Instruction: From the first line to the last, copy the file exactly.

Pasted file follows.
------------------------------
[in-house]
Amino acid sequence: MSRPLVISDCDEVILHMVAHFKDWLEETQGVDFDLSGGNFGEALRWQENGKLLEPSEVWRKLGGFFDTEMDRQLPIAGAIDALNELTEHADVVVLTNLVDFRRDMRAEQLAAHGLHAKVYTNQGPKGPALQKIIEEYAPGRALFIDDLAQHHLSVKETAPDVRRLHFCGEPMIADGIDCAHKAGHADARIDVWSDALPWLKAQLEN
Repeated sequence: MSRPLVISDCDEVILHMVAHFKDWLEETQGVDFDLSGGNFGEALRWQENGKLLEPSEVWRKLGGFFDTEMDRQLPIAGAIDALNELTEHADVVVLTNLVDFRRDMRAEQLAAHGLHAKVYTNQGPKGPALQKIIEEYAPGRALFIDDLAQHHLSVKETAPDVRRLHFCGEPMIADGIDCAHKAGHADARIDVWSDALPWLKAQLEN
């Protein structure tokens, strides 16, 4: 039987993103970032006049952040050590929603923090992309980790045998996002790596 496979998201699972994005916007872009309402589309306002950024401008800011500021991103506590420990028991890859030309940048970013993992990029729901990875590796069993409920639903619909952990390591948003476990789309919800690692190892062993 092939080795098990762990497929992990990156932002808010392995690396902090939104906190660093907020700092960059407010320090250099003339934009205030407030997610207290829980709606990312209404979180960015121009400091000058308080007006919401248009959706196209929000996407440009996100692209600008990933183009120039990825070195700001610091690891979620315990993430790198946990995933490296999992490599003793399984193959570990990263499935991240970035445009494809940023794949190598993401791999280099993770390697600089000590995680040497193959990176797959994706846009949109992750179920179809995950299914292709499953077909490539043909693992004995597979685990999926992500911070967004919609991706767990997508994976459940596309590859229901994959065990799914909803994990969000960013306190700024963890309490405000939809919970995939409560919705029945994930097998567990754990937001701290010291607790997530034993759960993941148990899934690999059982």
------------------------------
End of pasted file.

[in-house]
Amino acid sequence: MSRPLVISDCDEVILHMVAHFKDWLEETQGVDFDLSGGNFGEALRWQENGKLLEPSEVWRKLGGFFDTEMDRQLPIAGAIDALNELTEHADVVVLTNLVDFRRDMRAEQLAAHGLHAKVYTNQGPKGPALQKIIEEYAPGRALFIDDLAQHHLSVKETAPDVRRLHFCGEPMIADGIDCAHKAGHADARIDVWSDALPWLKAQLEN
Repeated sequence: MSRPLVISDCDEVILHMVAHFKDWLEETQGVDFDLSGGNFGEALRWQENGKLLEPSEVWRKLGGFFDTEMDRQLPIAGAIDALNELTEHADVVVLTNLVDFRRDMRAEQLAAHGLHAKVYTNQGPKGPALQKIIEEYAPGRALFIDDLAQHHLSVKETAPDVRRLHFCGEPMIADGIDCAHKAGHADARIDVWSDALPWLKAQLEN
């Protein structure tokens, strides 16, 4: 039987993103970032006049952040050590929603923090992309980790045998996002790596 496979998201699972994005916007872009309402589309306002950024401008800011500021991103506590420990028991890859030309940048970013993992990029729901990875590796069993409920639903619909952990390591948003476990789309919800690692190892062993 092939080795098990762990497929992990990156932002808010392995690396902090939104906190660093907020700092960059407010320090250099003339934009205030407030997610207290829980709606990312209404979180960015121009400091000058308080007006919401248009959706196209929000996407440009996100692209600008990933183009120039990825070195700001610091690891979620315990993430790198946990995933490296999992490599003793399984193959570990990263499935991240970035445009494809940023794949190598993401791999280099993770390697600089000590995680040497193959990176797959994706846009949109992750179920179809995950299914292709499953077909490539043909693992004995597979685990999926992500911070967004919609991706767990997508994976459940596309590859229901994959065990799914909803994990969000960013306190700024963890309490405000939809919970995939409560919705029945994930097998567990754990937001701290010291607790997530034993759960993941148990899934690999059982």